Friday, April 21, 2006

Bush Rips Sleeve of Chinese President

Tooooooooo funny!

Bush Rips Sleeve of Chinese President Creating International Incident Email Print

Bush accidentally rips sleeve of Chinese President Hu Jintao's suit

Washington, DC (APE) - In what appeared to be an apparently innocent attempt at keeping Chinese President Hu Jintao from descending the wrong set of stairs off of a platform yesterday at a ceremony on the South lawn of the White House, President Bush grabbed the sleeve of Jintao's jacket, accidentally ripping it, and revealing it to be a cheap Chinese knock-off of a $5,000 custom tailored Italian suit. The Chinese president appeared very flustered but was able to maintain an outwardly calm demeanor. Anonymous White House sources, however, revealed that Jintao was privately enraged afterwards.

Jintao was embarassingly revealed to be wearing a cheap copy or "knock-off" of a $5000 Italian suit

Possibly adding insult to injury, just prior to the sleeve ripping incident, White House Secret Servicemen detained a heckler later identified as Wang Wenji who had infiltrated the ceremony utilizing her credentials as a reporter. As the Chinese president began to speak, she began yelling, "President Hu, your days are numbered. President Bush make him stop persecuting Falun Gong."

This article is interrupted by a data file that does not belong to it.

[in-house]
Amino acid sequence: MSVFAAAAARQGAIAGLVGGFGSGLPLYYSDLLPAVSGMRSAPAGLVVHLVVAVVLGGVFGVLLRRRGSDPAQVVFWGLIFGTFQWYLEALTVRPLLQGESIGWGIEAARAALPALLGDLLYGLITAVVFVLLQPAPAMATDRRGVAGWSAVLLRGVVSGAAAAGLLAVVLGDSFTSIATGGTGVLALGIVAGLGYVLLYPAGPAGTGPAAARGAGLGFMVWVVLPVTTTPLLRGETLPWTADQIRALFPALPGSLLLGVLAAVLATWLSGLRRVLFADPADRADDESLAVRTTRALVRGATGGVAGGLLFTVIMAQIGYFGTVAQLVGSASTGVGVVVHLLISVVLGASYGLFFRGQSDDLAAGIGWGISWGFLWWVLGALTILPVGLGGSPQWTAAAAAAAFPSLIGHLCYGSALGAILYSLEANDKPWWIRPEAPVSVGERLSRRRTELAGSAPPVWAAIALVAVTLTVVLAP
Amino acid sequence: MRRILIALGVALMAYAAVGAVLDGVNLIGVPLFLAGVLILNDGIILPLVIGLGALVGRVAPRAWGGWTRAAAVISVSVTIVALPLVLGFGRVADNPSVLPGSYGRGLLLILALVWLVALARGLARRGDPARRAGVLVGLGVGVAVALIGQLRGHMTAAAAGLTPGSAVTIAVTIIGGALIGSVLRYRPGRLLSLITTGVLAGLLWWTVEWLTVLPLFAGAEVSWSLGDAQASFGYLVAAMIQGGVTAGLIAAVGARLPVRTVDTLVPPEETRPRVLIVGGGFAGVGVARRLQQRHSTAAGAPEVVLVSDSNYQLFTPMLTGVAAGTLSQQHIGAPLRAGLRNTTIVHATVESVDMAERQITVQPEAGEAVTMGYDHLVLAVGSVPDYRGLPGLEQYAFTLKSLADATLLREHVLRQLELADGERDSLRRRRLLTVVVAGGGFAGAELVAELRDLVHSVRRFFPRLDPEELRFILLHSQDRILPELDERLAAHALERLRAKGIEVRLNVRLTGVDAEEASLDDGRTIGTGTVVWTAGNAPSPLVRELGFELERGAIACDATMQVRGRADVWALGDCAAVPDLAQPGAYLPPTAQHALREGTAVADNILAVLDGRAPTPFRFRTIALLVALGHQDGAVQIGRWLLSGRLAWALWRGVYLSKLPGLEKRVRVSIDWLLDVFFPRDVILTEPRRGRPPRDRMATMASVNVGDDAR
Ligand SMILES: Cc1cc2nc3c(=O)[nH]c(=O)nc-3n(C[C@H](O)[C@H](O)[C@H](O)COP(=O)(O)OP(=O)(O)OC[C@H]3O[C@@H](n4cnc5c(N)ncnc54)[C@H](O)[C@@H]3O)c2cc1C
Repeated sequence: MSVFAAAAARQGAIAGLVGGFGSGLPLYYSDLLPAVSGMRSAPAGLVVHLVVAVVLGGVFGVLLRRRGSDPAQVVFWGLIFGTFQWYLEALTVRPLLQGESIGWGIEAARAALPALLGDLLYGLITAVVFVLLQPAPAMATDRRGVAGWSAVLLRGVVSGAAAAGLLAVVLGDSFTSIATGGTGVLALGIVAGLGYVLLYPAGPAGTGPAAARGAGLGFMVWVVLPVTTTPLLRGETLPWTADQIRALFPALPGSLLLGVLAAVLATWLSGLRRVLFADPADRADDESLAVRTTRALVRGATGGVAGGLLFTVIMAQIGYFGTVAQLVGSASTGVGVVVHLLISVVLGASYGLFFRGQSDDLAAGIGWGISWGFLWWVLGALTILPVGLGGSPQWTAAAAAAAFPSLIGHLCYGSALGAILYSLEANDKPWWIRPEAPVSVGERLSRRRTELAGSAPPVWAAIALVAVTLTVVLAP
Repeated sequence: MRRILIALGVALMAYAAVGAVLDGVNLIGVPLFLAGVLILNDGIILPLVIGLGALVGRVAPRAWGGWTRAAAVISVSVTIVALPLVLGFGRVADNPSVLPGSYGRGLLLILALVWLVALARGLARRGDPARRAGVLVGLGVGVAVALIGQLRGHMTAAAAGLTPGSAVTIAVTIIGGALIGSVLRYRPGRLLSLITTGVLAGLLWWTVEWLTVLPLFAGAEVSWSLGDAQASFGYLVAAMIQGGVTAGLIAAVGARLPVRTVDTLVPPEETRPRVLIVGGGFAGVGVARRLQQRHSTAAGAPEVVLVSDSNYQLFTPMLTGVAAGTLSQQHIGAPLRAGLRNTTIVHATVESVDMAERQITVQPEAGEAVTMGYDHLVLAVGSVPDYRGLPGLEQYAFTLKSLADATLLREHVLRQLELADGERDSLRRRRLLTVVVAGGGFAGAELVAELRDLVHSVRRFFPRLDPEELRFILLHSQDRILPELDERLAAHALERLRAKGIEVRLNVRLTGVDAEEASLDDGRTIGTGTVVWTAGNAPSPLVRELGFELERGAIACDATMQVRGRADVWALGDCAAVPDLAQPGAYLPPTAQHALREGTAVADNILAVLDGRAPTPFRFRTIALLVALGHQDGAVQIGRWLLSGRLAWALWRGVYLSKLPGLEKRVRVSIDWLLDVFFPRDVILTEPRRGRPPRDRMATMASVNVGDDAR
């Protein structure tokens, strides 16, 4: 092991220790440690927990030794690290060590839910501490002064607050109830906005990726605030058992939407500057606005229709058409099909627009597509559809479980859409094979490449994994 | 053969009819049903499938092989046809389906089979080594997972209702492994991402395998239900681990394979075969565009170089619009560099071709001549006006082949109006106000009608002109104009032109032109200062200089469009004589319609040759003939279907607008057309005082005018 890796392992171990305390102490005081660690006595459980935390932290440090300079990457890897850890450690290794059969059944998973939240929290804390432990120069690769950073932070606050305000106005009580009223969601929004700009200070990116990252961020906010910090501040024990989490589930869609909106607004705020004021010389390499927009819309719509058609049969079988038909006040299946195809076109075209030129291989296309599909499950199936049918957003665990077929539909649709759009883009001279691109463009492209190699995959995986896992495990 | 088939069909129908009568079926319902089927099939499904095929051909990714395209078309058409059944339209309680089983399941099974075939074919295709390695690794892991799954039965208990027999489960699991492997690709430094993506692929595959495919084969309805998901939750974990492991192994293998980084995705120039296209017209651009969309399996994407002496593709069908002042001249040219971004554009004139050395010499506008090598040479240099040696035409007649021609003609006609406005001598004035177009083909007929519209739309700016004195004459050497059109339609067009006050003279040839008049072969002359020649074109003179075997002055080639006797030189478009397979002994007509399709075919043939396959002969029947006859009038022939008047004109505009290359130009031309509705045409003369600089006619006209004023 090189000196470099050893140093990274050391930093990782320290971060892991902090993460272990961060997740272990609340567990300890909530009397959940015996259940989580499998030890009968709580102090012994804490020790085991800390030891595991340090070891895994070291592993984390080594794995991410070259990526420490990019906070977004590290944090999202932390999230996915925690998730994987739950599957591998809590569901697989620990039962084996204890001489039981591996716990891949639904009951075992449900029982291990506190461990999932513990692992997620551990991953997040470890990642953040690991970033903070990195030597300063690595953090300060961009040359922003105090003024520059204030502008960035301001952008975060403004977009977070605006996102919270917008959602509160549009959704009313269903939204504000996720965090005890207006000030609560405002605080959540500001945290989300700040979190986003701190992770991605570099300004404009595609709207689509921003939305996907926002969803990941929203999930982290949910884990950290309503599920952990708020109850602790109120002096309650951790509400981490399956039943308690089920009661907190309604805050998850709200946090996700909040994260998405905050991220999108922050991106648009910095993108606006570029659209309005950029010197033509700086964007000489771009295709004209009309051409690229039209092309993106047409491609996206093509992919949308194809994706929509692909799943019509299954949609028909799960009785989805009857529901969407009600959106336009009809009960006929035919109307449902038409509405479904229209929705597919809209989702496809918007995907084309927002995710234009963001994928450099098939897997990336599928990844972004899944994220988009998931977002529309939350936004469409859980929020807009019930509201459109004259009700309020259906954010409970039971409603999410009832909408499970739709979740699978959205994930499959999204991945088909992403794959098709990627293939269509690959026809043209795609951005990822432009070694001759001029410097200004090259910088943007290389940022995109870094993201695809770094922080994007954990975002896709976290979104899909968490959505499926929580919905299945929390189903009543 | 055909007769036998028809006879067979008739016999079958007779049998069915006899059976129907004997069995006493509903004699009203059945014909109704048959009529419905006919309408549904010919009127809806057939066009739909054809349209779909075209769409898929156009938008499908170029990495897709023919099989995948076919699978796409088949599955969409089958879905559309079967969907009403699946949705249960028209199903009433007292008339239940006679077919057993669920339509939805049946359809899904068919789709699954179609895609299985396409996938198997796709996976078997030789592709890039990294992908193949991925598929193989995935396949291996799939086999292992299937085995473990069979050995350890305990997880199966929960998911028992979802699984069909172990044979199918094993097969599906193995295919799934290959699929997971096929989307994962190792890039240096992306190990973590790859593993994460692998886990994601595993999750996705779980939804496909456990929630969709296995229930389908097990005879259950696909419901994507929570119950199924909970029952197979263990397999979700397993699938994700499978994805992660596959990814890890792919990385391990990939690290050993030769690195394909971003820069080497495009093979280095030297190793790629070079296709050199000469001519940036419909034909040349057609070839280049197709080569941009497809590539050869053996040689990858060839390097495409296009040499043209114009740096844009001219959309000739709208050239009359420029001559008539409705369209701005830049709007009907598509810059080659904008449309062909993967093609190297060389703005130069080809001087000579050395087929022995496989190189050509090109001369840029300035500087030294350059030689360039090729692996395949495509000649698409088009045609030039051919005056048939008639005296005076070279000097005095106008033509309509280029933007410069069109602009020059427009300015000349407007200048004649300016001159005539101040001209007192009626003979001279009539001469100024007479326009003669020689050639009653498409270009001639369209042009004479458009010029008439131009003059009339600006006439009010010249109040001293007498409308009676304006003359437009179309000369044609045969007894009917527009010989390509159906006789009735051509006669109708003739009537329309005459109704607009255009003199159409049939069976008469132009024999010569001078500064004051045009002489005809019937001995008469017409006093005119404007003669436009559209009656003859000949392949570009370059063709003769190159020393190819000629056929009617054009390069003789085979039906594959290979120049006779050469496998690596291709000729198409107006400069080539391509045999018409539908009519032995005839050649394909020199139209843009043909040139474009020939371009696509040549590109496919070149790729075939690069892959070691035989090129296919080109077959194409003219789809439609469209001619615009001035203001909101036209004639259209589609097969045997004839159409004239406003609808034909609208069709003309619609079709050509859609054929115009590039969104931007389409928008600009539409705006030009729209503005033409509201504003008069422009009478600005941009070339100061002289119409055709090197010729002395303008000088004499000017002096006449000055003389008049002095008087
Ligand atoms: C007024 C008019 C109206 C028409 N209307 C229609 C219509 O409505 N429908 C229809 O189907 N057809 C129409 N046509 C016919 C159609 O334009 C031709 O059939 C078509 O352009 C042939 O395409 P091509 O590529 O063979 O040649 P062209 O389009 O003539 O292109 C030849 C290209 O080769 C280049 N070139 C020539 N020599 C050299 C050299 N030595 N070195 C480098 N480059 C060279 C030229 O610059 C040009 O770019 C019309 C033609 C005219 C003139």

According to senior administration officials, Bush apologized profusely for the dual insult to Hu, saying: "This was unfortunate, I'm sorry this happened."

Falun Gong protester Wang Wenji just moments before her execution on the South lawn of the White House

The Secret Service was scheduled to charge Wenji with disorderly conduct, but President Bush intervened on behalf of Jintao and turned Wenji over to the custody of the Chinese President's security detail. In a hastily arranged proceeding, Wenji was executed at dawn this morning on the South lawn of the White House with the traditional, efficient single bullet to the head used in China. In keeping with the Chinese tradition, Bush assured Jintao that Wenji's surviving family members would be assessed the cost of the bullet.

White House historians were fairly certain that this was the first on premises execution in the brief history of the White House.

Bush was scheduled for further rounds of meetings with Jintao today, designed to present the public appearance of toughness while placating the Chinese president in private in an effort to gain assurances that he would not pull the plug on the American economy.